Wilder Wednesday – 4th of July

The music was so gay; the bandsmen in their blue and red and their brass buttons tootled merrily, and the fat drummer beat rat-a-tat-tat on the drum. All the flags were fluttering and everybody was happy, because they were free and independent and this was Independence Day.
~Farmer Boy, by Laura Ingalls Wilder

FB flag

Illustration by Garth Williams, in Farmer Boy, c. HarperCollins

Flags and songs and speeches, fried chicken and lemonade, horse races and fireworks: the 4th of July scenes in the Little House on the Prairie books had it all. Although there are mentions in other books, the two most detailed descriptions of the day are in Farmer Boy and Little Town on the Prairie, and it seems that Laura’s daughter Rose wrote in some of the nationalism of these scenes as she edited.

In the books, Independence Day was always glorious. The sun always shone on that day, and everybody reveled in their freedom and pride in being American. Of course, life isn’t always like that.

Take the 4th of July in 1881, for example. This is the year of the Independence Day Laura described in Little Town on the Prairie. In her version, the town gathered around the flagpole, where the Declaration of Independence was read and Star Spangled Banner was sung. There was free lemonade and horse races, and politician handed out firecrackers. All under a shining sun with a happy crowd.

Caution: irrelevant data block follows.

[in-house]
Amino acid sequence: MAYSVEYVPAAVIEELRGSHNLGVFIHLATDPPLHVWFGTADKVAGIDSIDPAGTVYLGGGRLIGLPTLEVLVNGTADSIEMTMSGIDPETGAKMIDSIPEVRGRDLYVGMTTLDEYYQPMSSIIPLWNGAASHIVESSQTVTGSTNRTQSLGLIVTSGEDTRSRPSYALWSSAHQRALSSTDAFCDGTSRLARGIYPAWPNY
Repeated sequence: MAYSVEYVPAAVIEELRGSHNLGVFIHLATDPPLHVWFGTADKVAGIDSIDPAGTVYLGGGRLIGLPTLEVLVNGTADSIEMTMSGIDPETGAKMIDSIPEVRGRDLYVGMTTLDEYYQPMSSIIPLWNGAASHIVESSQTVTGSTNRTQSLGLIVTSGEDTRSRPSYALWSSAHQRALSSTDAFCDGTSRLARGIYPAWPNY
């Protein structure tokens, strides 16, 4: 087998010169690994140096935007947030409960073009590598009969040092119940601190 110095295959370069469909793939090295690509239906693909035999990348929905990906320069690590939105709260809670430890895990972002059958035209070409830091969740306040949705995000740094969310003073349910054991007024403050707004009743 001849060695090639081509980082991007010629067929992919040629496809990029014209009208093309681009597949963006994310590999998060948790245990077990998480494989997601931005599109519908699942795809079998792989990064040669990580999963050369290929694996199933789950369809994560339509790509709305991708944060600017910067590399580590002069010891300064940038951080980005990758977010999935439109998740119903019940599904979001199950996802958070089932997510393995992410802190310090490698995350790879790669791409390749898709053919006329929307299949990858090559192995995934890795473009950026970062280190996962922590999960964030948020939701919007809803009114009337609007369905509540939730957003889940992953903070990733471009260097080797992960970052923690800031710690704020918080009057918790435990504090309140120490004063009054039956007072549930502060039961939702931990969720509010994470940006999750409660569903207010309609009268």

The 38-star flag flew over De Smet, and the rest of the nation, in 1881.

In actuality, July 4, 1881 was a wet, gloomy day in De Smet, South Dakota. Any readings, speeches, or singing took place inside the hardware store. There was no Pledge of Allegiance, because it hadn’t been written yet – that would come about a decade later. And the crowd wasn’t happy all day, either; President Garfield had been shot 2 days earlier. News of this tragedy and worry for the President’s life (he lived 80 days before dying of infection from the wound) would have dampened the spirits more than the rain.

pres shot

But telling that story is depressing. Laura and – even more so – her daughter and editor, Rose, wanted to instill a sense of nationalism in the children who read the Little House books. Talk of rainy holidays and assassinations wouldn’t do that as well as the glorious, flag-flying, exuberant scenes that made it into the books. I’m sure Laura did enjoy fried chicken and lemonade, rousing speeches and songs, and horse races and fireworks on various Independence Days. She drew on these experiences, combined them, and gave us an iconic vision of what the 4th of July should be.


May yours be as glorious.


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